Book review: Turning knowing into doing
By Ken Blanchard, Paul Meyer and Dick Ruhe
Berrett-Koehler Publishers, Inc.
I went to a conference in Chicago this summer and here’s what I learned.
Mr. Beef makes a truly inspired Italian beef sandwich. Just skip the small talk that seems to annoy the tough guy working the register and the out-the-door lunchtime crowd piled up behind you.
Carson’s makes the world’s best ribs so humour the old school wait staff and put on the plastic bib.
American Girl is like Vegas for scary soccer moms who’ve never surrendered their beauty queen aspirations.
On a windy day, don’t stand at the bow of the boat during the lake portion of the lake and river cruise.
Millennium Park and the path that winds for miles along the south shore of Lake Michigan offer a glimpse of what’s possible in Hamilton if we ever get our act together and somehow convince Oprah, Mayor Richard Daley and a dozen old money families and corporate head offices to relocate to Steeltown.
As for the conference itself, I’m a little hazy on the specifics.
Somewhere in my office there’s a binder with PowerPoint slides, handouts and notes scribbled in margins. No doubt there’s lots of really useful information to be exhumed for future reference.
And it’s not just the conference that draws blanks. Go ahead and ask about any of the business books I’ve read and reviewed in the past eight years. No clue what to tell you. Same goes for the never diminishing stacks of Fortune, Fast Company and Harvard Business Review magazines that I read religiously at work and home.
Lots of information going in. Not so much sticking around and taking root in my cranium.
Author Ken Blanchard runs up against the same conundrum. Lots of folks tell him they love his books. When Blanchard asks how any one of his concepts has changed their lives at work, his fans quickly change topics.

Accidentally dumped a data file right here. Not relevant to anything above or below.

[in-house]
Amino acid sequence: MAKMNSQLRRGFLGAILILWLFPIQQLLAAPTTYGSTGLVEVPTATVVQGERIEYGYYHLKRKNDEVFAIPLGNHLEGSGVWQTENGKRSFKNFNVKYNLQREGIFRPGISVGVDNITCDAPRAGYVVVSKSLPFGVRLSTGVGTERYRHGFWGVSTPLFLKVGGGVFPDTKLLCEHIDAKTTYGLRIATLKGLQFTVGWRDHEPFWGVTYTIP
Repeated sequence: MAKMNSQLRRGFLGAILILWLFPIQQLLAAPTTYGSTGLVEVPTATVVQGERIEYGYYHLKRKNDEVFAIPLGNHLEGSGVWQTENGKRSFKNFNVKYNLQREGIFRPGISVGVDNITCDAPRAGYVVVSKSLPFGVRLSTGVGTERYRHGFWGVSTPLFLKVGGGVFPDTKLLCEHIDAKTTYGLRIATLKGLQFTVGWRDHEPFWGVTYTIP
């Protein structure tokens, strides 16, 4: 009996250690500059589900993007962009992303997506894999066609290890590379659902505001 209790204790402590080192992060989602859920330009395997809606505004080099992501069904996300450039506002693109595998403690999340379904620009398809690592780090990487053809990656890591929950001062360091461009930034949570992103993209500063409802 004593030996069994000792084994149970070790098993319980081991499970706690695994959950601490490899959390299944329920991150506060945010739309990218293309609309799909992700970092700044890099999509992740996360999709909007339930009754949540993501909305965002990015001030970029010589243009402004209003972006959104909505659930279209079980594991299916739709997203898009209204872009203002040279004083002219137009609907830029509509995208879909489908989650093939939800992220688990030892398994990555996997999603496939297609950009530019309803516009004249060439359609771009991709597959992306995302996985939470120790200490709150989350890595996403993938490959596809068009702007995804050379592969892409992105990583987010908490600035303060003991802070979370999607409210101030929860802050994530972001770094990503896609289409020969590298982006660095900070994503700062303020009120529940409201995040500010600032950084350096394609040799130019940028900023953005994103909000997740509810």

"While my books were widely read, many people did not follow through on the concepts and use them consistently in their day-to-day work," says Blanchard. "My concern was that some managers seemed to be content merely to talk about leadership practices, rather than actually implementing them."
So the author who seems to write a book a week called on behaviour change guru Paul Meyer and motivational speaker Dick Ruhe to help crack the code for closing the knowledge-doing gap.
Seems there are three reasons why we can’t or won’t learn new tricks.
Information overload is a common trap. We’re forever overdosing on knowledge and getting ourselves immobilized. We also suffer from negative filtering, or what the authors call "stinkin’ thinking". When we learn something positive, we put it down or discount it. Lack of follow-up is the final reason we can’t close the knowledge-doing gap.
The key to dealing with information overload, negative filtering and lack of follow-up? Repetition, repetition, repetition. Or to be more specific, spaced repetition which is also better known in some circles as behavioural conditioning or internal reinforcement. Whatever you call it, it’s about being exposed to the same information periodically over time until it finally takes hold.
"People should learn less more and not more less," say the authors. "To master something, we should focus on a few key concepts, repeat them over time, immerse ourselves deeply in them, and expand on the ideas and skills."
Listening with an open and positive mindset will help us retain more of what we learn. "Seeds planted on good soil produce many times what is sown," says Blanchard et al. Become a possibility thinker and an inverted paranoid who thinks the world has conspired to do only good for you.
As for follow-up, the authors recommend the five-step feedback loop of tell me, show me, let me, observe me and then praise my progress and/or redirect me.
Look at anyone in your organization who gets the job done and you’ll find the golden child who’s learned how to focus. "There is a golden thread that runs through the life of every high achiever. It is the golden thread of focus, backed by persistence. Every person of extraordinary accomplishment has the ability to focus on a target with laserlike intensity, staying on course to achieve the goal."
So maybe it’s a good idea to go easy on your diet of business books. Skip a few webinars and teleconferences. Buy fewer magazines. And take a pass on the next out-of-town conference that comes your way, unless of course it’s in Chicago and there’s a killer lineup of guest speakers and enough downtime to pay a visit to Mr. Beef and Carson’s and see the sights with a spouse who’s more than deserving of a mini-vacation.
Jay Robb is a Hamilton freelance writer who blogs at jayrobb.typepad.com.